One of the discussions ongoing about military sexual assault cases is the breadth of conduct meant to capture, and potential ambiguities in how the law seeks to define a crime versus boorish or otherwise inappropriate behavior. Here is an interesting piece based on developments in Canada.
Implied Consent & Sexual Assault: Introduction, Michael Plaxton, University of Saskatchewan – College of Law, November 27, 2015
Introductory Excerpt from Implied Consent and Sexual Assault: Sexual Autonomy, Intimate Relationships, and Voice (McGill-Queen’s University Press, 2015) (Forthcoming).
In R. v. Ewanchuk, the Supreme Court of Canada held that sexual touching must be accompanied by express, contemporaneous consent. In doing so, the Court rejected the idea that sexual consent could be “implied.” Ewanchuk was a landmark ruling, reflecting a powerful commitment to women’s equality and sexual autonomy. In articulating limits on the circumstances under which women can be said to “consent” to sexual touching, however, the decision also restricts their autonomy – specifically, by denying them a voice in determining the norms that should govern their intimate relationships and sexual lives. In Implied Consent and Sexual Assault, I argue that women should have the autonomy to decide whether, and under what circumstances, sexual touching can be appropriate in the absence of express consent. Though caution should be exercised before resurrecting a limited doctrine of implied consent, there are reasons to think that sexual assault law could accommodate a doctrine without undermining the sexual autonomy or equality rights of women. In reaching this conclusion, I challenge widespread beliefs about autonomy, consent, and the objectives underpinning the offence of sexual assault in Canada. Drawing upon a range of contemporary criminal law theorists and feminist scholars, I reconsider the nature of mutuality in a world dominated by gender norms, the proper scope of criminal law, and the meaning of sexual autonomy.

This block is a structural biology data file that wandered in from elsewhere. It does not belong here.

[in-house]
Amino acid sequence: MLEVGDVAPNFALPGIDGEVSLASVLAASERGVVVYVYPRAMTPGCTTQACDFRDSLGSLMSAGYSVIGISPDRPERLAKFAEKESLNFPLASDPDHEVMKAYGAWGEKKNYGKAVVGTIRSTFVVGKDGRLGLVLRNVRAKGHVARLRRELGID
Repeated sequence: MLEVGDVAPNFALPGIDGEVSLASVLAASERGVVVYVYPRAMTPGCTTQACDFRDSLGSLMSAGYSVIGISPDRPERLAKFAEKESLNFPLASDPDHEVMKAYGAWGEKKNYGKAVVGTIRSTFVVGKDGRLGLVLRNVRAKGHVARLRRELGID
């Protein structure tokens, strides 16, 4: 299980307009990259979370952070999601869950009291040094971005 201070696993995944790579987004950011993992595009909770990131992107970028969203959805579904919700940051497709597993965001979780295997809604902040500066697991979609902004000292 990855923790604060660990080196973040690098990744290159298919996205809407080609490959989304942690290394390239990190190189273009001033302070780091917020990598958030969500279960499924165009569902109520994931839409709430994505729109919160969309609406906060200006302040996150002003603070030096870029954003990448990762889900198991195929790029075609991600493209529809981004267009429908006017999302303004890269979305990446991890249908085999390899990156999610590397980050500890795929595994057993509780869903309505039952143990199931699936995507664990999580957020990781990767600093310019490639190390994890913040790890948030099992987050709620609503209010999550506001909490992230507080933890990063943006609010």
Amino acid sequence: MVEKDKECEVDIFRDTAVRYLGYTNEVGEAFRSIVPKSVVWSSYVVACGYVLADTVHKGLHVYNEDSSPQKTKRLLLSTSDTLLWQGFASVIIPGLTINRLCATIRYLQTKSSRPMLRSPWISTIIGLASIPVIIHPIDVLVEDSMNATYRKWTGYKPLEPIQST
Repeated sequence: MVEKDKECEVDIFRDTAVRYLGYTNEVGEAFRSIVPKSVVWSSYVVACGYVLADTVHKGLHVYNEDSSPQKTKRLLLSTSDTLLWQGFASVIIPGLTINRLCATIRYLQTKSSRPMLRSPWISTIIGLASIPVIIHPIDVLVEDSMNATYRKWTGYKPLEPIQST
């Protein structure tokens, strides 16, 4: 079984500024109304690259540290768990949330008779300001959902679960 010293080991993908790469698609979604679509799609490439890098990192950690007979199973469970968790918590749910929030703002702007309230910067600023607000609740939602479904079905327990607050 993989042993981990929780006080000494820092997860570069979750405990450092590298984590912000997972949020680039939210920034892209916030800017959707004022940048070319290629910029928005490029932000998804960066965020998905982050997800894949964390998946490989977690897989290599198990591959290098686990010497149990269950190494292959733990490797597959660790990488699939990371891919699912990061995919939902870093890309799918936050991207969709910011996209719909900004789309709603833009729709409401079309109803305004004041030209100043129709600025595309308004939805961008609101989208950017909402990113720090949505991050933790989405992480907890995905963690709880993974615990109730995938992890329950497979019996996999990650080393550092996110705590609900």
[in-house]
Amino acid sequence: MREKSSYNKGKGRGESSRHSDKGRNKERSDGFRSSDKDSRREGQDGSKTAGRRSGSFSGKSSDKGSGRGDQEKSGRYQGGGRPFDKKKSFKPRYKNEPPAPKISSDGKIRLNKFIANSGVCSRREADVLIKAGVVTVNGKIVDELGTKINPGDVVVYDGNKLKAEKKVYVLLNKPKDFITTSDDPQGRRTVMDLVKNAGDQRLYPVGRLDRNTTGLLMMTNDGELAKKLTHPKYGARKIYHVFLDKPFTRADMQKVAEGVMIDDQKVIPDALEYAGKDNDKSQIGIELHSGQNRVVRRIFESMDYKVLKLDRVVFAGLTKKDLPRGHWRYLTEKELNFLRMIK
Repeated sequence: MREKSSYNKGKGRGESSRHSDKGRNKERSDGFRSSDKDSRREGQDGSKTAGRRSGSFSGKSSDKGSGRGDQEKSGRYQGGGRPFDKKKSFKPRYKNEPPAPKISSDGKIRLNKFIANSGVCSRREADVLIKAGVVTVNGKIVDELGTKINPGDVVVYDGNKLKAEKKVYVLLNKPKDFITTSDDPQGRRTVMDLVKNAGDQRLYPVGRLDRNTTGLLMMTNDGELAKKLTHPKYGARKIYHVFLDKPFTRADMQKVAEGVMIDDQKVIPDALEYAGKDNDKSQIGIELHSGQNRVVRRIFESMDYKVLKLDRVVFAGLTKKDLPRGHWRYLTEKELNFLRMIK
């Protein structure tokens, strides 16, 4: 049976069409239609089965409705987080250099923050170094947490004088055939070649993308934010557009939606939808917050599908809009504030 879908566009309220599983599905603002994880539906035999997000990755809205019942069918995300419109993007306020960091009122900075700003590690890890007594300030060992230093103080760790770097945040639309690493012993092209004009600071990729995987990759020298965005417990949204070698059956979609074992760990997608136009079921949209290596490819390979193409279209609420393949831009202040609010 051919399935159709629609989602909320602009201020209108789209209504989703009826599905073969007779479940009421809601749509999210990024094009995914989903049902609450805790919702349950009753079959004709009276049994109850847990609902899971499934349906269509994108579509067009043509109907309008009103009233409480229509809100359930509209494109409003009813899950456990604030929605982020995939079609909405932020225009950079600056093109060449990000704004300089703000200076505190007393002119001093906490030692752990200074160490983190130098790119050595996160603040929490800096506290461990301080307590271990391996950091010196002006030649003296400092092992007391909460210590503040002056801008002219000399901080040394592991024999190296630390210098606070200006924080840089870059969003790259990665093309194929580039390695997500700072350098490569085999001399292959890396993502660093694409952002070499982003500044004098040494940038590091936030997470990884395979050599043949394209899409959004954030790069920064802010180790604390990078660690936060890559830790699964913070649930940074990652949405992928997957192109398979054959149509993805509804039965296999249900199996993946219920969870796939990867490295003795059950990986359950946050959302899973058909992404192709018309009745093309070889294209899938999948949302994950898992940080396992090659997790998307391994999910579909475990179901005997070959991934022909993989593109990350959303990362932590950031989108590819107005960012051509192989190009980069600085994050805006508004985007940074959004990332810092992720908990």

Note: A brief excerpt from the Introduction to my forthcoming book, Implied Consent and Sexual Assault, reproduced with the kind permission of McGill-Queen’s University Press.